Enjoying the flavor of a freshly picked fig in the shade of the tree's canopy is a truly Southern tradition. Thomas Jefferson claimed in his retirement to want only to sit beneath a fig tree with his books and watch the days pass by. Luckily, he did a lot more than this. Jefferson not only spread the popularity of the fig from Europe but also expanded the area where the tree is grown.
What's So Great About a Fig?
The true flavor of a fig can only be appreciated by biting into the fresh fruit. Regardless of whether you like the classic "Brown Turkey" or the smaller purple or green-and-white types, you'll be impressed at how much fruit a single tree can produce. In most areas, figs will yield a small early harvest on the previous year's growth as well as a later, bigger harvest on the new summer growth.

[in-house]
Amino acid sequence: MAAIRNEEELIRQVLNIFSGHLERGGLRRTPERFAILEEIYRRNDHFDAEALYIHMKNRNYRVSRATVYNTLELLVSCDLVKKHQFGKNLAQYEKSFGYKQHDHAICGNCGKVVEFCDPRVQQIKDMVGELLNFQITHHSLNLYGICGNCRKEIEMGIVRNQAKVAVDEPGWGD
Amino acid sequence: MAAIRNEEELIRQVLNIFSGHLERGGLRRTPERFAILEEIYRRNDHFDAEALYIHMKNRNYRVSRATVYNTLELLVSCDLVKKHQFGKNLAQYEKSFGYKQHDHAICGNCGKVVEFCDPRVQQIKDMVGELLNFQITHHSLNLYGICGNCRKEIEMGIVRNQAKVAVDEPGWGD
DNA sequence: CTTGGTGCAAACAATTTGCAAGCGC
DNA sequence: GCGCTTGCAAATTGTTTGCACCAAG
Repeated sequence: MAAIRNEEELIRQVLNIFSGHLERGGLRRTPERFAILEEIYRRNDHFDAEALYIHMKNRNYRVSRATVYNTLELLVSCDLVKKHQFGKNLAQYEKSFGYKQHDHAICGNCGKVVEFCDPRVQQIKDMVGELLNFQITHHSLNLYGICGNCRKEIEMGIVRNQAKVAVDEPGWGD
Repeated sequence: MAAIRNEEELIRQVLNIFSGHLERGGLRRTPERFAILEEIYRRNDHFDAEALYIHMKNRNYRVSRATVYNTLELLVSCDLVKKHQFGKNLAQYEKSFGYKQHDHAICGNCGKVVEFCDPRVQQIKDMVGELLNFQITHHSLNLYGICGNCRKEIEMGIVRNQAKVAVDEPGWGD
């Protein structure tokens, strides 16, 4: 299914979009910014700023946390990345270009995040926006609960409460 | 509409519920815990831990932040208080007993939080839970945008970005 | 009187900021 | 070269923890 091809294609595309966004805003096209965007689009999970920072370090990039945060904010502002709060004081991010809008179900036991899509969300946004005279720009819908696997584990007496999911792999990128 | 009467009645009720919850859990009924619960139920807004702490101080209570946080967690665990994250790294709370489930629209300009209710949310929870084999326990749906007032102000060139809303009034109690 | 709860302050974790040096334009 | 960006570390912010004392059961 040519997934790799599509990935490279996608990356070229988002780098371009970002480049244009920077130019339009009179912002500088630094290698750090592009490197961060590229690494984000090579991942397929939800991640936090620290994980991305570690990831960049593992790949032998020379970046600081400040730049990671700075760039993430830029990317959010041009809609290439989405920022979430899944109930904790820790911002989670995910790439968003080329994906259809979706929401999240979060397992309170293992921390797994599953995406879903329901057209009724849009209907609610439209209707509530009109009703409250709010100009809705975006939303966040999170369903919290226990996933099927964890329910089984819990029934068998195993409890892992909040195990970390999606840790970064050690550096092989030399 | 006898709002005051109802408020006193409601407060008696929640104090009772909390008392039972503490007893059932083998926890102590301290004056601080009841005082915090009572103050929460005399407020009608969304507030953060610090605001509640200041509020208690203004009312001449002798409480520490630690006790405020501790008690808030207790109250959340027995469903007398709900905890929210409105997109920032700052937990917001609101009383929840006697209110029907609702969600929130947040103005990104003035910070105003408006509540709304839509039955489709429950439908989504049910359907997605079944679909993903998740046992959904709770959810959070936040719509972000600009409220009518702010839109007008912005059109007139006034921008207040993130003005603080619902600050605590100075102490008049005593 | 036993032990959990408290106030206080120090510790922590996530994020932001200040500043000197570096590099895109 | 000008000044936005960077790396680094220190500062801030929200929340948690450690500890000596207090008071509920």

Though eating fresh figs is a great way to spend summer days, the fruit is also perfect for eating throughout the year. In fact, there's no better reminder of summer on a cold day than a stash of fig preserves. For another delicious way to use figs, see "No-Cook Homemade Ice Cream" on page 74 of the August issue of Southern Living.